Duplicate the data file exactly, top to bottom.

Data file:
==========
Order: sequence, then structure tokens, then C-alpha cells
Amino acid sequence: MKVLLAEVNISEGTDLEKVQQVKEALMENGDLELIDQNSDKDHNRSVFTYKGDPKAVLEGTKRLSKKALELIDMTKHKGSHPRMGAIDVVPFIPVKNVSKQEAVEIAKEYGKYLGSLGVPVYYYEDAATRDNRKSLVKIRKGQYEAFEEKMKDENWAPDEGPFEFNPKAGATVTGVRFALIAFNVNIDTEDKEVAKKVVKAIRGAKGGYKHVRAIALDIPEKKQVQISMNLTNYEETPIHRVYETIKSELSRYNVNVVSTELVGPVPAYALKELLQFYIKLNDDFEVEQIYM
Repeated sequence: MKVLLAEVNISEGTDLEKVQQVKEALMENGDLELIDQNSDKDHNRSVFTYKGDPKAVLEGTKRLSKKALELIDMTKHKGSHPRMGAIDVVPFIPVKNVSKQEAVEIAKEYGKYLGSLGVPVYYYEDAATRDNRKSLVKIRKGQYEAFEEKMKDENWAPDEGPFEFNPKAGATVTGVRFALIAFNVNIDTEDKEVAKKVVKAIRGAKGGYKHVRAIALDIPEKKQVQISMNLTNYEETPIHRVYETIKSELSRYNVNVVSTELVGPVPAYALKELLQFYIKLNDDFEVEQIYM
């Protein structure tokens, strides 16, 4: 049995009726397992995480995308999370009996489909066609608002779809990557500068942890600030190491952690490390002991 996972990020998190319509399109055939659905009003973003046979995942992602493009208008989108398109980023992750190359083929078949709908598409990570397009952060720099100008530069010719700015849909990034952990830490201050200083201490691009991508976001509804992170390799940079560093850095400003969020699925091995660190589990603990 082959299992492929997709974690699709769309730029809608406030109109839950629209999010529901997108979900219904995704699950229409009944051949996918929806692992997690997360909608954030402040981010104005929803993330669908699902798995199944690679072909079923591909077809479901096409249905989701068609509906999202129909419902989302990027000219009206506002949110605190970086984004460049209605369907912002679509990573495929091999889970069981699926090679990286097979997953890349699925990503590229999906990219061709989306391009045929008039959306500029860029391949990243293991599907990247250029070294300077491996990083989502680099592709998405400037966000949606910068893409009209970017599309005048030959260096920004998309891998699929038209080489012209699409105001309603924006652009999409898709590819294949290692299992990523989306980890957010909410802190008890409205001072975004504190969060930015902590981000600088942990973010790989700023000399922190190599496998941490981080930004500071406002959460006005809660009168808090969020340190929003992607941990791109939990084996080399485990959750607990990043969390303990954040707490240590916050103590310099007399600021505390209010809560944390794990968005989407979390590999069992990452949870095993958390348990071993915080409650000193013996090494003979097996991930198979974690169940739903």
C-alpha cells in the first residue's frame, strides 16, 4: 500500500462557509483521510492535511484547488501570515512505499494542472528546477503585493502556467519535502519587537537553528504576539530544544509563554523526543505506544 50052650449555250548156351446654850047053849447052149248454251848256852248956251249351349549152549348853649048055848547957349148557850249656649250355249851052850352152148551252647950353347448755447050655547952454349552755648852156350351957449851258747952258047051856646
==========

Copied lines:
Order: sequence, then structure tokens, then C-alpha cells
Amino acid sequence: MKVLLAEVNISEGTDLEKVQQVKEALMENGDLELIDQNSDKDHNRSVFTYKGDPKAVLEGTKRLSKKALELIDMTKHKGSHPRMGAIDVVPFIPVKNVSKQEAVEIAKEYGKYLGSLGVPVYYYEDAATRDNRKSLVKIRKGQYEAFEEKMKDENWAPDEGPFEFNPKAGATVTGVRFALIAFNVNIDTEDKEVAKKVVKAIRGAKGGYKHVRAIALDIPEKKQVQISMNLTNYEETPIHRVYETIKSELSRYNVNVVSTELVGPVPAYALKELLQFYIKLNDDFEVEQIYM
Repeated sequence: MKVLLAEVNISEGTDLEKVQQVKEALMENGDLELIDQNSDKDHNRSVFTYKGDPKAVLEGTKRLSKKALELIDMTKHKGSHPRMGAIDVVPFIPVKNVSKQEAVEIAKEYGKYLGSLGVPVYYYEDAATRDNRKSLVKIRKGQYEAFEEKMKDENWAPDEGPFEFNPKAGATVTGVRFALIAFNVNIDTEDKEVAKKVVKAIRGAKGGYKHVRAIALDIPEKKQVQISMNLTNYEETPIHRVYETIKSELSRYNVNVVSTELVGPVPAYALKELLQFYIKLNDDFEVEQIYM
């Protein structure tokens, strides 16, 4: 049995009726397992995480995308999370009996489909066609608002779809990557500068942890600030190491952690490390002991 996972990020998190319509399109055939659905009003973003046979995942992602493009208008989108398109980023992750190359083929078949709908598409990570397009952060720099100008530069010719700015849909990034952990830490201050200083201490691009991508976001509804992170390799940079560093850095400003969020699925091995660190589990603990 082959299992492929997709974690699709769309730029809608406030109109839950629209999010529901997108979900219904995704699950229409009944051949996918929806692992997690997360909608954030402040981010104005929803993330669908699902798995199944690679072909079923591909077809479901096409249905989701068609509906999202129909419902989302990027000219009206506002949110605190970086984004460049209605369907912002679509990573495929091999889970069981699926090679990286097979997953890349699925990503590229999906990219061709989306391009045929008039959306500029860029391949990243293991599907990247250029070294300077491996990083989502680099592709998405400037966000949606910068893409009209970017599309005048030959260096920004998309891998699929038209080489012209699409105001309603924006652009999409898709590819294949290692299992990523989306980890957010909410802190008890409205001072975004504190969060930015902590981000600088942990973010790989700023000399922190190599496998941490981080930004500071406002959460006005809660009168808090969020340190929003992607941990791109939990084996080399485990959750607990990043969390303990954040707490240590916050103590310099007399600021505390209010809560944390794990968005989407979390590999069992990452949870095993958390348990071993915080409650000193013996090494003979097996991930198979974690169940739903």
C-alpha cells in the first residue's frame, strides 16, 4: 500500500462557509483521510492535511484547488501570515512505499494542472528546477503585493502556467519535502519587537537553528504576539530544544509563554523526543505506544 50052650449555250548156351446654850047053849447052149248454251848256852248956251249351349549152549348853649048055848547957349148557850249656649250355249851052850352152148551252647950353347448755447050655547952454349552755648852156350351957449851258747952258047051856646